In the latest addition to our Art of the Actor interview series, writer Jamila Reddy chats with Helen Hayes Award recipient Dawn Ursula about the challenges of uncovering a character, and her current work in Stage Kiss, at Round House Theatre through December 27.
Tell us your origin story. How did you become an actor?
I started out doing dramatic prose and poetry as part of Speech and Debate when I was in high school, and then I took some classes and did some theatre while I was in undergrad, but I actually majored in Sociology for my undergraduate degree at UVA. And then I just kept doing it on the side until it kind of took over my life and then I went back and got my MFA. That’s the rough sketch of my origin story.
What do you enjoy the most about acting?
That is such a difficult question to answer.
Hopefully that means there are a lot of reasons, so it’s hard to pick one.
Yes! Exactly. That is the truth, actually. There are a number of different things I enjoy about it, so it’s tricky to say what the most enjoyable thing is. It’s a non-answer answer. It’s that I can’t do anything else. Everything else makes me miserable.
Tell us a little bit about this character you’re playing at Roundhouse, and what excites you about this role?
This character, She, is an actress who has not worked for a while and she gets cast in this play that’s set in the 1930s—a melodrama. In this play, she falls in love with an old love, and it turns out that the man who’s been cast as her ex -lover in the play is her ex-lover in real life. The play within the play rekindles an old relationship that has some history that gets uncovered as the play goes on, so very craftily through the moments that [playwright] Sarah Ruhl creates. This actress is currently married with a teenager, so rekindling this romance with this ex-lover causes a lot of problems.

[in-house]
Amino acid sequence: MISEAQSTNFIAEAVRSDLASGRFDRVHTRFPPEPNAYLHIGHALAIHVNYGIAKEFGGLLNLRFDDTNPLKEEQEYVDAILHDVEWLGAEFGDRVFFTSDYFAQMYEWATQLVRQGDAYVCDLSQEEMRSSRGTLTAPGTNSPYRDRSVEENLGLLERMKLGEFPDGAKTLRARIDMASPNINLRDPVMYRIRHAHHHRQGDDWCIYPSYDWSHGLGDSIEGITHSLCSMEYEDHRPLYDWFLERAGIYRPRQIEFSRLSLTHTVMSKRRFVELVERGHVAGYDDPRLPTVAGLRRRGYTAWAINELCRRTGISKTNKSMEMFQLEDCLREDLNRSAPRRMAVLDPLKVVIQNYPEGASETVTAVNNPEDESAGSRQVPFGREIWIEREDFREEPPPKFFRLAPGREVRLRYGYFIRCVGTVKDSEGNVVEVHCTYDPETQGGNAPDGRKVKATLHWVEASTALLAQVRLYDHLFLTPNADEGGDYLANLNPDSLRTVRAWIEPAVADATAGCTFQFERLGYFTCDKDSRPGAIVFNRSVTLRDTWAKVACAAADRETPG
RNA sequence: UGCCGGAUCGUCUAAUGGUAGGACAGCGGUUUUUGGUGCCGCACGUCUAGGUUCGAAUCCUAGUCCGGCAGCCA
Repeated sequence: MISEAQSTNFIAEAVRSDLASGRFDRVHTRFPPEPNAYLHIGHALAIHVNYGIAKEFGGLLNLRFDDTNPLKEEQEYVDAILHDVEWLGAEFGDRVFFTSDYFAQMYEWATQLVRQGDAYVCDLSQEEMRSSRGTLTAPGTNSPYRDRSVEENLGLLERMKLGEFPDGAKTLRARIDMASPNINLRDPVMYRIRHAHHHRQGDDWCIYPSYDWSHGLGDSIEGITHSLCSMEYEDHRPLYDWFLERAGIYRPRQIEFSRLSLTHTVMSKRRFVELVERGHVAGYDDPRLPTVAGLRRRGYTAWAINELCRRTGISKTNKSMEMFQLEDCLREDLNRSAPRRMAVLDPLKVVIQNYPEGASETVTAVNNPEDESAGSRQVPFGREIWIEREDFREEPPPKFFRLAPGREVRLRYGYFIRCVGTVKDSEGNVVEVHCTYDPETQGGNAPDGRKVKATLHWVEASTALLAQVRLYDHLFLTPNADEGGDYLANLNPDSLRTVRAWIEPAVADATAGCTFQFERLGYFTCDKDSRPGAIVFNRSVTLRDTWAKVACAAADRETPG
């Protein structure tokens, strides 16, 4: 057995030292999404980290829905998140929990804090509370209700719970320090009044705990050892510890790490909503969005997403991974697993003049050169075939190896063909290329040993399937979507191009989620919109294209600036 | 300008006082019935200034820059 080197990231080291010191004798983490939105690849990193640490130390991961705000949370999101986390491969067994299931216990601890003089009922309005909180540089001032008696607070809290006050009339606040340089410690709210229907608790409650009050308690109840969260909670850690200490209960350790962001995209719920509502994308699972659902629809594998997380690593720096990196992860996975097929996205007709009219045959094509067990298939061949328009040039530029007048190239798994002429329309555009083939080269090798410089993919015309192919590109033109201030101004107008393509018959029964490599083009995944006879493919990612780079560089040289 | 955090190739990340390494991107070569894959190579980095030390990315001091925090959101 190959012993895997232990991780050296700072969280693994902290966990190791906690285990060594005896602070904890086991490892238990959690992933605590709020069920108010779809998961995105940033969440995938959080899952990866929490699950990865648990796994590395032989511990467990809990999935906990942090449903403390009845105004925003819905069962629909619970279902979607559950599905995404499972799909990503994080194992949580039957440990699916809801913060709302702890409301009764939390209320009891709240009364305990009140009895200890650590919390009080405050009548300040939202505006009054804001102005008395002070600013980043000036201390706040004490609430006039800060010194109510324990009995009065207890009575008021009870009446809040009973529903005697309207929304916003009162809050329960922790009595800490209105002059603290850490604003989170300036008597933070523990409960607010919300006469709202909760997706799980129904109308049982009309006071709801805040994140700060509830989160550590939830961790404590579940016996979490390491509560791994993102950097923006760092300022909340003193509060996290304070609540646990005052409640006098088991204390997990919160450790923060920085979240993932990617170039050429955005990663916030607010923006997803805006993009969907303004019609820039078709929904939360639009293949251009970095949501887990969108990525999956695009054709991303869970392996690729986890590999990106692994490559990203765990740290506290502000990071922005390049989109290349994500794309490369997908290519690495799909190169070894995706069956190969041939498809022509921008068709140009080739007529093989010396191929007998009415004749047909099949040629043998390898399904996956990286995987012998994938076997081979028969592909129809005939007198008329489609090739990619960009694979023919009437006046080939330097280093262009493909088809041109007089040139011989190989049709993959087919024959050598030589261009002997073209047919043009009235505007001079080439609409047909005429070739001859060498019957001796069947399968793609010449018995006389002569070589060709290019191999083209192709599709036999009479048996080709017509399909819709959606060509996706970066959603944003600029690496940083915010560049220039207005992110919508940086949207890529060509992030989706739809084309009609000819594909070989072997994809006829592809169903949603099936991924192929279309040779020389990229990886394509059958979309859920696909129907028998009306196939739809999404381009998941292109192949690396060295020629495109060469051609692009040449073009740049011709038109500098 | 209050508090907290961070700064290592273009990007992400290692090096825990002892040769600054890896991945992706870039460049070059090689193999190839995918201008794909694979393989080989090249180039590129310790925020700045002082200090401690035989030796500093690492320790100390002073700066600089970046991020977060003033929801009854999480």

What do you consider the most challenging thing about acting?
There are so many challenges—exciting challenges, good challenges—but getting out of my own way is what comes to mind. There’s a lot of things that can be distracting about the process of putting a production together, so remaining steadfastly focused on the work and the story is key —knowing that it is going to be, ultimately, the most rewarding for all involved and will lead to the best possible production that you could want. But there are a lot of distractions. It’s being aware of those distractions and then staying focused on not getting caught up in them.
What is “the art of the actor?”
The art of the actor is that ability to transform, as much as possible, into that person or creature that you’re trying to portray—bringing with you what works and controlling and holding off what doesn’t, in service of the story that’s being told.
What did you do to prepare for this role?
One of the things that Aaron Posner talked about when we were rehearsing is opening up and closing off channels—having a real understanding of who the character is, how they exist in the world, and recognizing our similarities and differences. And recognizing them sometimes means being honest about myself in a way that might not be so pleasant or comfortable. It’s saying, “this character thinks this way, behaves this way, feels this way, is motivated by this, is attracted to this,” and then recognizing in myself what fits right with my own natural sensibilities—and what doesn’t. Then it’s about finding a way to open and close those pathways of thought and emotion and behavior so that I marry as much of myself to the character as what’s needed and control and hold off that which is not true to her or him.
This is, I have to say, one of the most enjoyable shows I’ve done in my career, because it’s such a wonderful theatre show—it’s speaks to all those things about who we are and what we do as theatre practitioners. It’s also a very sweet and poignant love story, and its riotously funny. And even if you aren’t a theatre practitioner, you don’t get lost at all; you get so much out of it as well.